MICHAEL GORDON: It’s a string orchestra piece. it’s a collaboration with this artist, Elliott Kaplan. He got the idea that the orchestra should be vertical, because that was the best thing for video. I told him it wasn’t possible, because you can’t stack the orchestra on top of each other. But he said: “Oh, you’ve gotta do it, and so they did.” I just wrote the music and then when we went to rehearse. In every rehearsal they turned around and faced the wall so they couldn’t see each other. So they got used to it over a period of 6 months. They got used to playing without seeing each other, then we finally did it, and it’s great. We did 16 performances in Germany. We recorded it after the tour for the British division of Warner, and that record company actually folded, and Nonesuch decided to release it. The record, I think, was 63 minutes, the piece was actually 75 minutes.

FRAN RICHARD: Did they cut it?

RealPlayer  [31 seconds]
RealAudio sound clip
Excerpt from Gordon: Weather
(from Nonesuch CD 79553-2)

MICHAEL GORDON: You know, I worked with a pop producer. I worked with this guy, Gregg Jackman, who produced the Sex Pistols, and all these rock records. He actually was also classically trained. He comes from a whole family of trained musicians, and he makes his living producing pop records.

FRAN RICHARD: Do you have a video of it?

MICHAEL GORDON: I have pictures.

FRANK J. OTERI: Yeah. That’s another way. That’s how alternative rock music really got off the ground is video. Well, the question I wanted to ask everybody but I may as well ask you, this whole question of the canon and forebearers — doing Music for Airports was such an interesting project. I know, for me as a listener it was amazing to hear the music live and I’ve gotten to hear the All-Stars do it twice and it’s extremely exciting. I was at a concert that you did which was combining Music for Airports with Terry Riley’s In C. And In C sounded more like rock than Brian Eno, and it was more aggressive and more confrontational and certainly part of it was the instrumentation you chose.

MICHAEL GORDON: It was a great performance. It was really fantastic.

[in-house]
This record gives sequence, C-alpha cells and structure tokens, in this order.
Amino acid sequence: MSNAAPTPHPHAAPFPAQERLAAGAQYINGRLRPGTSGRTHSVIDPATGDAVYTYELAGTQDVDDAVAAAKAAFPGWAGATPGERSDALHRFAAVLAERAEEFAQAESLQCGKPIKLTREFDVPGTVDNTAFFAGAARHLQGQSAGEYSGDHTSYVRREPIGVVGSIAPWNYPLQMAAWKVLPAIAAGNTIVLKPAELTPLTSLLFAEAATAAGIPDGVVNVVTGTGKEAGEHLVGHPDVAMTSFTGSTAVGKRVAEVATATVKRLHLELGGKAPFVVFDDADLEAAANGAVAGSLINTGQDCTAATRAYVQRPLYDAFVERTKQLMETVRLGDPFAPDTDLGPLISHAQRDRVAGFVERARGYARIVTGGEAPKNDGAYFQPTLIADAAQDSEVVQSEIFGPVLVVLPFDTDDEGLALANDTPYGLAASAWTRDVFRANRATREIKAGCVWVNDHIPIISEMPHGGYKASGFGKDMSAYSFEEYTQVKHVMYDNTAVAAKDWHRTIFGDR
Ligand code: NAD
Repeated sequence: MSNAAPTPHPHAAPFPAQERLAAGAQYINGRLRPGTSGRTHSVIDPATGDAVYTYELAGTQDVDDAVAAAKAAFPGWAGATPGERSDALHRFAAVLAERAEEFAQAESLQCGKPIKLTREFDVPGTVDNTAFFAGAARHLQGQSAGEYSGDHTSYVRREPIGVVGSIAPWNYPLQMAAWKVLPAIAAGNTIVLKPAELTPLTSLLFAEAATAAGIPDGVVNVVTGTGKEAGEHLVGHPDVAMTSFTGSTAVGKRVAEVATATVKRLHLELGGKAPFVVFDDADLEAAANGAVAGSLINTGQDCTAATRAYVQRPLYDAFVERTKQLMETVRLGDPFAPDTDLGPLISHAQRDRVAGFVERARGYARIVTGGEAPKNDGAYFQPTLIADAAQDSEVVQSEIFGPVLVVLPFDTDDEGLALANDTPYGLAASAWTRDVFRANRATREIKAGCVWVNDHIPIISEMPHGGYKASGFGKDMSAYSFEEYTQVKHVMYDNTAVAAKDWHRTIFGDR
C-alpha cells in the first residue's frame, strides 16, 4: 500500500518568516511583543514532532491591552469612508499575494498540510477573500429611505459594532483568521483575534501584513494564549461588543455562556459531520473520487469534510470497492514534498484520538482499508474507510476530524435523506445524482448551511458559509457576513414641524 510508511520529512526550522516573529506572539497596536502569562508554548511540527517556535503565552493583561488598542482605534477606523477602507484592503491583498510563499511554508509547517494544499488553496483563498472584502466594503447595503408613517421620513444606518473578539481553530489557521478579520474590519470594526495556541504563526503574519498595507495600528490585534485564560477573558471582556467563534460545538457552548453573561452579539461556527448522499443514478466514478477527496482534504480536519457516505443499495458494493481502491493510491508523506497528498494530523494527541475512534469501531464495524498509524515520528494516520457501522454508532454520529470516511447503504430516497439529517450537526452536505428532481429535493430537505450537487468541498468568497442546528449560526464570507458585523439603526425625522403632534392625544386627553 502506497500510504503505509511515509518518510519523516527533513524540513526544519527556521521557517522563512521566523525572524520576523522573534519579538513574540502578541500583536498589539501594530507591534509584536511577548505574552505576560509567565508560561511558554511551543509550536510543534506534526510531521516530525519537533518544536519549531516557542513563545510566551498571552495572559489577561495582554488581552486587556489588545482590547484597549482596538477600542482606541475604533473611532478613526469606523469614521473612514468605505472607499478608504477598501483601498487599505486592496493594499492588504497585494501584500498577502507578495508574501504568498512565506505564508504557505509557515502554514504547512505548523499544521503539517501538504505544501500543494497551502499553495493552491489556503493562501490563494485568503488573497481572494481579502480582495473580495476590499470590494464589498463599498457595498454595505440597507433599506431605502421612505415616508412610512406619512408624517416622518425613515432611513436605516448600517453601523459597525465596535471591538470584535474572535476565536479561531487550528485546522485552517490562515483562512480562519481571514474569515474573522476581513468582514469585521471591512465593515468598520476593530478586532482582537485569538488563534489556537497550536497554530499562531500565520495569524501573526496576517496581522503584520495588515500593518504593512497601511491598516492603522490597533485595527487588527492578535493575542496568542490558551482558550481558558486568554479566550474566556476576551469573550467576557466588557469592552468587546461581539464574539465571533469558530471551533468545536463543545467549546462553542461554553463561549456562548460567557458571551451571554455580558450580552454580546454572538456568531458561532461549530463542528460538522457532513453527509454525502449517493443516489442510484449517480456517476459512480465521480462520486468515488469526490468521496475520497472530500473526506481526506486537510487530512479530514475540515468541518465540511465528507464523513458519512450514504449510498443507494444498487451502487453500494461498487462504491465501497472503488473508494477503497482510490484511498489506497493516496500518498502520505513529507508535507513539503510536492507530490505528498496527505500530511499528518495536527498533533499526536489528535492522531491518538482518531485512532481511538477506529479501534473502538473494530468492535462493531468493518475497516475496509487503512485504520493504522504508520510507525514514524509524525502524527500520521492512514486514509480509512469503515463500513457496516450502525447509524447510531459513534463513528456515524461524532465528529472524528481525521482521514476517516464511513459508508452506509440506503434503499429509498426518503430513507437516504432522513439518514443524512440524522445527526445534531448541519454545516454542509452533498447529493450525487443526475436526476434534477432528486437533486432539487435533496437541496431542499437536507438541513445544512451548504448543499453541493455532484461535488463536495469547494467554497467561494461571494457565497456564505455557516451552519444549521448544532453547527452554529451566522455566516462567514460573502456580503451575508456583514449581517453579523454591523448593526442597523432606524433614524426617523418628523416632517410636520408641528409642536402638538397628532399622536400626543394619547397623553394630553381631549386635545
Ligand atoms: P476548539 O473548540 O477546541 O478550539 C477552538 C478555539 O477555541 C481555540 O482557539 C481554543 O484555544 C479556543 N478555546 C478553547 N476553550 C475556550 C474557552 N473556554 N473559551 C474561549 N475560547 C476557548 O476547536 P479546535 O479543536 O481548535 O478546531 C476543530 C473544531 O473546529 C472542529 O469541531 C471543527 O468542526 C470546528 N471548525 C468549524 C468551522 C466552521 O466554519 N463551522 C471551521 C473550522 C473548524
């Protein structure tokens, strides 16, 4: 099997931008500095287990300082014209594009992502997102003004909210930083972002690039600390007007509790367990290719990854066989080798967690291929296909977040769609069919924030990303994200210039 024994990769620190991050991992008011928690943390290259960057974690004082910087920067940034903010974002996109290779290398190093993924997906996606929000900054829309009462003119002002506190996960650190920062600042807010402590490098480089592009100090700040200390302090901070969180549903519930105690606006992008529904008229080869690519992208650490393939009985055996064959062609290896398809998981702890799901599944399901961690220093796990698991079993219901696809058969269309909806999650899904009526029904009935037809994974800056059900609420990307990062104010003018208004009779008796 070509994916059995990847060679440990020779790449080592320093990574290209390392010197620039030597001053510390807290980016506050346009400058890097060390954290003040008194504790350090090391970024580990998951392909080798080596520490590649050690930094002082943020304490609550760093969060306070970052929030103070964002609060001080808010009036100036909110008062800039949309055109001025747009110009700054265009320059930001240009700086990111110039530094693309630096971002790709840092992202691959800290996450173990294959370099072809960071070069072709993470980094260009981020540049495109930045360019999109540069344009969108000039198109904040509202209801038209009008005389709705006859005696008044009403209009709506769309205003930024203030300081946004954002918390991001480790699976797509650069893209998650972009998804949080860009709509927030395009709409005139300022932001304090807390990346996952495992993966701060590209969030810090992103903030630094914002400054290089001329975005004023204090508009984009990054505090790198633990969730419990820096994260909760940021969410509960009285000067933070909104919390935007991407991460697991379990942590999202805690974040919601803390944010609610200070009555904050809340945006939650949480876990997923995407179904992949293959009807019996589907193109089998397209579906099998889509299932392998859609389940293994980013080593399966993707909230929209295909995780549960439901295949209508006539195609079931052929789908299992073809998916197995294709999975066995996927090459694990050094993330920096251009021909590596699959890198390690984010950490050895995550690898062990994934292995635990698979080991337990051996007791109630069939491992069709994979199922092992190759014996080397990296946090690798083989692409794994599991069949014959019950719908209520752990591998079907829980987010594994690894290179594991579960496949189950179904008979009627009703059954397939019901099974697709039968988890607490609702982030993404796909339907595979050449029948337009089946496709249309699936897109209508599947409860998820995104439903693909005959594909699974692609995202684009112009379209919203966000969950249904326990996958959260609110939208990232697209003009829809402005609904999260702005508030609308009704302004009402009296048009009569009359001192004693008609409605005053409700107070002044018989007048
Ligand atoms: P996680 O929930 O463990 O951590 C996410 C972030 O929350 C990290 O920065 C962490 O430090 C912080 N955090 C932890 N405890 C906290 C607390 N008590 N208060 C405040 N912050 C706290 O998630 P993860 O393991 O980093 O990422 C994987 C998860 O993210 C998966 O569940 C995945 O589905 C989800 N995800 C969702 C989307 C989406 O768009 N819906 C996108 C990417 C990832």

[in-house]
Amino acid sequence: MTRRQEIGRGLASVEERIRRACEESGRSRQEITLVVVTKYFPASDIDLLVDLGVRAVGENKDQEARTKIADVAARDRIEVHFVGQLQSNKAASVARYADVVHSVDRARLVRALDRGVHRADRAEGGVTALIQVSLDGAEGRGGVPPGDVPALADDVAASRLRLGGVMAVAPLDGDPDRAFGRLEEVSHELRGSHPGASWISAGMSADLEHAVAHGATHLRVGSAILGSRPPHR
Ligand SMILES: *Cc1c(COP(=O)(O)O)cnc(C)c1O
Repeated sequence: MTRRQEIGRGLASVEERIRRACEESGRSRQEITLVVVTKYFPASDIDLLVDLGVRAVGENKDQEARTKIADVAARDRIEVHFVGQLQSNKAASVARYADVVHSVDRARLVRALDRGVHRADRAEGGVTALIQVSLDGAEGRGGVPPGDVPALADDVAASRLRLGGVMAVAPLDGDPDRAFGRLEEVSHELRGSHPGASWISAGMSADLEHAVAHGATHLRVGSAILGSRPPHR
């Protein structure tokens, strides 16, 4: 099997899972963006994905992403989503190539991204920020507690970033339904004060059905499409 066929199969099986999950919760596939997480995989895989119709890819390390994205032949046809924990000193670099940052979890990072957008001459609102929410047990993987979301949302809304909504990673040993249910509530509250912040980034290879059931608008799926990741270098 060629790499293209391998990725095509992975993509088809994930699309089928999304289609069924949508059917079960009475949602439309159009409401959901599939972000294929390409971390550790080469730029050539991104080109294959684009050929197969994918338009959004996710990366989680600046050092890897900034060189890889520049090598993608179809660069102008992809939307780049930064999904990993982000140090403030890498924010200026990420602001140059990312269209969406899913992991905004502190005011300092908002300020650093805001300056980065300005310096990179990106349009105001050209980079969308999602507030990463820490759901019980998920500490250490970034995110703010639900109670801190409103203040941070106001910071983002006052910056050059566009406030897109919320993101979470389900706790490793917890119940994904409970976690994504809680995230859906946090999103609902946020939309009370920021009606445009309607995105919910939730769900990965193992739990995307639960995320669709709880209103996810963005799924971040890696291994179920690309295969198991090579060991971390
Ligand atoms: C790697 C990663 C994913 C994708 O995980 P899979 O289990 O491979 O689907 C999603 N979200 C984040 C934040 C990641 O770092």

FRANK J. OTERI: But a very different reconceiving of that piece than any performance that I’d ever heard, whereas the Brian Eno was really almost pure. Certainly things had to be changed, but it sounded like a Brian Eno record that I’ve known and loved for 20 years. I guess the question is, down the line do you see yourselves doing more projects like this? Are there other transcriptions of unnotated music that you’d like to do?

MICHAEL GORDON: I think the reason for transcribing the Eno exactly is because the point basically was, the point was really questioning what is rock music, what is classical music? So for us to play with it and be free with it, in a sense, would not be making the same point. The point was to do it exactly the way he did it, to treat it like a composition.

FRANK J. OTERI: And also, what’s so interesting is, it’s not just the classical and rock divide, but he was creating a piece that was talking about the issue of passive listening versus active listening. You took a piece that he designed for passive listening and made it active listening, by making it a live experience, by having people focus on it in a concert format in real time, not as background. . . it was no longer background. . . but as foreground.

MICHAEL GORDON: In C‘s really related to a lot of pieces from the 60’s. It’s part of a whole school of music where you can choose what the instruments are or choose the length of time; all these factors are open. We tried to take a more aggressive stance on that than what is traditionally done. Our performance of Jesus’ Blood Never Failed Me Yet on Saturday night isn’t going to be aggressive, but I think it’s something that Gavin Bryars would not necessarily have originally conceived. I don’t know if Terry Riley would feel like In C was too aggressive or if Gavin Bryars would feel that our version of Jesus’ Blood Never Failed Me Yet is too ambient. We’re trying to reinterpret the spirit of that music.

JULIA WOLFE: I think we’re making it up.

MICHAEL GORDON: We’re making it up.

JULIA WOLFE: That’s what we’re doing with all this stuff. That was the really fun thing about working with Meredith Monk. It’s the first time she worked with an outside ensemble. She’s doesn’t get near anybody except for her own players so it was really a radical introduction. And a couple of the All Stars are really great singers. It really sounds like Bang On A Can meets Meredith Monk. And she has this incredibly beautiful solo music, generally soft, the performers are soft, and suddenly we have Evan and Mark doing these contrapuntal singing lines, it has this kind of maniacal feel to it. I think it is a matter of taking this music because it had a huge impact on all of us and making it our own.

FRANK J. OTERI: Do you ever see doing this with older music? Where is the line?

MICHAEL GORDON: We’ve thought about it. We thought about it for a long time… A Beethoven symphony or something like that. Who knows?

FRANK J. OTERI: There are lots of other people out there playing Beethoven. No one’s out there playing Music for Airports.